The issues of corruption and financial impropriety have become a byword in the country. Such issues have taken media space and not a day passes without examples and consequently discussions on how our nation has suffered from such improprieties.
Yet, to date, there has been no single successful prosecution of those former public officials and individuals who have been cited for their complexities in alleged embezzlement of state funds.
At best, we have become a nation of talkers, going around in a seeming circus with so much talk about corruption in high places, but without any action preferred against the perpetrators.
This seeming inaction and powerlessness exhibited by state agencies such as the Economic and Organised Crime Office (EOCO), the Commission on Human Rights and Administrative Justice (CHRAJ), and the Parliamentary Accounts Committee (PAC) have rather encouraged some state officials to bleed the nation’s kitty.
In fact, what Today finds most unacceptable is that even in the face of very incontrovertible evidence of syphoning of state funds by certain individuals, they are walking around free and are enjoying their ill-gotten wealth. What is preventing us from retrieving our monies and start freezing the assets they have procured through their underhand dealings?
The general inaction by prosecuting those who have misappropriated public funds in the past has fueled the brazen rape of state resources by some individuals charged with managing aspects of the nation’s purse. We cannot continue on that tangent when we need money to develop our country.
It is for this reason that Today wants to believe that the much talked about fight against corruption by the current government is not a mere rhetoric. We need to see some action.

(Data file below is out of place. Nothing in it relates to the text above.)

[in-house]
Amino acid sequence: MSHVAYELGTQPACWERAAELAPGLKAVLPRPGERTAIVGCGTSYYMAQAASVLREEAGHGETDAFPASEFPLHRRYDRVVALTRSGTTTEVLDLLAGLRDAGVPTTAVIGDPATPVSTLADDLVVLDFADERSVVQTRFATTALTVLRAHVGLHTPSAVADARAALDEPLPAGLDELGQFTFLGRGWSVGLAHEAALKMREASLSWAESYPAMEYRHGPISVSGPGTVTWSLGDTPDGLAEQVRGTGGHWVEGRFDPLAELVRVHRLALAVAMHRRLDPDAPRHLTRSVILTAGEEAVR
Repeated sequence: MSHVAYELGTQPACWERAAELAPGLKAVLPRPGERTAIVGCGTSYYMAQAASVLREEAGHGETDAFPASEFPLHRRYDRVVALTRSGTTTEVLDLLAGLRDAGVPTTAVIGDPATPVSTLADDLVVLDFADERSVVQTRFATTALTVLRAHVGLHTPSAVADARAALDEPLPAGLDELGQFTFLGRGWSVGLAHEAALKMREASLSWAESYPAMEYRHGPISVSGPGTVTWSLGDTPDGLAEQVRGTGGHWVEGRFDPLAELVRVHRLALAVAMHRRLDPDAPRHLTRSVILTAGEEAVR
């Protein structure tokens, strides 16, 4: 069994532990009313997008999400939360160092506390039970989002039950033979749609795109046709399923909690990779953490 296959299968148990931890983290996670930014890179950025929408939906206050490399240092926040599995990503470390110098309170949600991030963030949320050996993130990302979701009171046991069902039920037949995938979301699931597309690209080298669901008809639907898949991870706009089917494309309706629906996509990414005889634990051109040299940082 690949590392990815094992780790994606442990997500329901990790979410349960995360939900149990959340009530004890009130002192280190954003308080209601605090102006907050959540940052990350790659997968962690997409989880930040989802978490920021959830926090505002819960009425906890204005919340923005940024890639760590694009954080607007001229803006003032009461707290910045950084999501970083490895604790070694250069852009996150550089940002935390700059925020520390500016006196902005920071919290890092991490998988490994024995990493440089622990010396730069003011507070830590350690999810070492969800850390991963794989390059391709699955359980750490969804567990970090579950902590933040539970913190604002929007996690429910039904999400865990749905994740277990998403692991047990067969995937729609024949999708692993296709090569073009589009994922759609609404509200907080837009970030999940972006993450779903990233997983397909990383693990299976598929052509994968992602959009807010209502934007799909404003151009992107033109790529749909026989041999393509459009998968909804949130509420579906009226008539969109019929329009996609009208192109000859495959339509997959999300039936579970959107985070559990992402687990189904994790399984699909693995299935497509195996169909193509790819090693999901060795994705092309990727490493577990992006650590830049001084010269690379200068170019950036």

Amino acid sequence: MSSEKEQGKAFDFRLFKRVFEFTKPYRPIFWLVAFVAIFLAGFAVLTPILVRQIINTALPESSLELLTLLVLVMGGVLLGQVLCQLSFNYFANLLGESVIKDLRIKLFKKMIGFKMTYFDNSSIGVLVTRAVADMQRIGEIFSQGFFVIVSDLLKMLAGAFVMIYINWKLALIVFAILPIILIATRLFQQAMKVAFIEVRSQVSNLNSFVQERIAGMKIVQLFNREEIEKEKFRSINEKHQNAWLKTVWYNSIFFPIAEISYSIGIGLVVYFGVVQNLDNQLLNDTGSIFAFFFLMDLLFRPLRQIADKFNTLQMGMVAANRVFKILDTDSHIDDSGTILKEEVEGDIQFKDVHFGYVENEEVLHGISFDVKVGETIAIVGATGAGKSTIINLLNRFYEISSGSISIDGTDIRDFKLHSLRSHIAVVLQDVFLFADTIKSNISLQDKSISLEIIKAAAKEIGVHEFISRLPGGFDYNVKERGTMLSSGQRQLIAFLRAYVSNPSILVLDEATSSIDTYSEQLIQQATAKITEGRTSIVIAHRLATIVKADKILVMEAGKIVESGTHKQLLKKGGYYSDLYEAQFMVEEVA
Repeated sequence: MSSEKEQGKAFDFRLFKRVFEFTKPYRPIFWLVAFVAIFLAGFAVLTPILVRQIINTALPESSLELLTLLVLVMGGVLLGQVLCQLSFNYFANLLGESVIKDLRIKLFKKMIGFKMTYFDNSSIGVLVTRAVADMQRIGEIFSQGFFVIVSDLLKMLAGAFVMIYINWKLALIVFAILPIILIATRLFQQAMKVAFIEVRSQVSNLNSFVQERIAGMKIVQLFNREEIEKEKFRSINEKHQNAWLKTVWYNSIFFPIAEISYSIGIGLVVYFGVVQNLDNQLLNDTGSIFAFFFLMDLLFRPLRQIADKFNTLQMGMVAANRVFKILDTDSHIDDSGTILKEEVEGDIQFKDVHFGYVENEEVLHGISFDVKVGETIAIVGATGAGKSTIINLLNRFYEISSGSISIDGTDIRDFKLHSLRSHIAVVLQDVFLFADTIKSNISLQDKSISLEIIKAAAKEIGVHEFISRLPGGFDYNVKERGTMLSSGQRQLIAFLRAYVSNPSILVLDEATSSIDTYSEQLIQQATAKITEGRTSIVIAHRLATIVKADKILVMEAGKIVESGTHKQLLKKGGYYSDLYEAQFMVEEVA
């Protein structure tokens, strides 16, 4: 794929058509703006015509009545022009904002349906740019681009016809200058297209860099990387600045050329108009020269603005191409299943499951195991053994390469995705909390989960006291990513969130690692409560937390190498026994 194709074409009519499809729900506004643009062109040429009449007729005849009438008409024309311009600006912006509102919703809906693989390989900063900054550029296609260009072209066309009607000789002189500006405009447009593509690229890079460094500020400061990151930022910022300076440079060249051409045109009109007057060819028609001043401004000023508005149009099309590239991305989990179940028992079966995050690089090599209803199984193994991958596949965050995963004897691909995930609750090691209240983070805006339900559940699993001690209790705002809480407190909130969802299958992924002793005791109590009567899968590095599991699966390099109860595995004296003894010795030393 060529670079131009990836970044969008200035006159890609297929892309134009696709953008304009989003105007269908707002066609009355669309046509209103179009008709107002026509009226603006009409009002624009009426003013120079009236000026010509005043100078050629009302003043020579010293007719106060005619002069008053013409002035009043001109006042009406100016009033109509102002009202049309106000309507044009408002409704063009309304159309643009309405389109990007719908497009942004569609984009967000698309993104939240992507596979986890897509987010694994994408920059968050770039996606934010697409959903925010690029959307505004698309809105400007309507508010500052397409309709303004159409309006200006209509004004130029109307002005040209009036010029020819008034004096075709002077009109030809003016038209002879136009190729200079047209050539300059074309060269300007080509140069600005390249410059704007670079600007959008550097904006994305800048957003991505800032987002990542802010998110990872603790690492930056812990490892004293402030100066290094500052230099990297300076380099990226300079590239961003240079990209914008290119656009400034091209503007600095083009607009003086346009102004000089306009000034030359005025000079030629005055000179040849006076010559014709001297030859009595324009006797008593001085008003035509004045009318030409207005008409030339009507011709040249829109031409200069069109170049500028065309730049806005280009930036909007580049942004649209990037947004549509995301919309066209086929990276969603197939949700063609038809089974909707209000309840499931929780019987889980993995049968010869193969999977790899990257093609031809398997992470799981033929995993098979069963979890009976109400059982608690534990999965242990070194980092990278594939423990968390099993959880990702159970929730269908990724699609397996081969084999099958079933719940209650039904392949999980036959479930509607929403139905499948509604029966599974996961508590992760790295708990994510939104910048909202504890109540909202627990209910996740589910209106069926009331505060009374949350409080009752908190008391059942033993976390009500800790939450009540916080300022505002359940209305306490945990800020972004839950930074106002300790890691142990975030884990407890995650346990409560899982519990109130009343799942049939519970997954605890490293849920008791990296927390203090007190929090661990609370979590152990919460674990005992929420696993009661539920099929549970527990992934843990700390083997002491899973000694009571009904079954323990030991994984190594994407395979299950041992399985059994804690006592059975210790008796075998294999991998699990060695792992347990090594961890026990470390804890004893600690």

And when we get around to taking action, we would like to plead with our financial courts to be seen to be working with stiffer punishment that would help deter people from using their offices to perpetrate corrupt practices to the detriment of our nation’s development.
Our judicial system could help us greatly if biting measures are instituted aimed specifically to make misappropriation of state funds unattractive so as to rid the country of institutionalised stealing.
We pray that President Nana Addo Dankwa Akufo-Addo keeps to his campaign promise of making corruption unattractive in his government which has permeated officialdom and the country’s body politic.
It also behooves all citizens who have the wellbeing of the state at heart, to report any cases of embezzlement to state institutions mandated to uproot white-collar crime, so that the courts can become fully operational.
We should not only be seen to be fighting corruption; we should actually take steps to weed out the canker by prosecuting those found guilty of making us all the poorer by their anti-social acts.
The time for ‘talk-talk’ must give way to real action that renders the stealing of state resources a risky enterprise.
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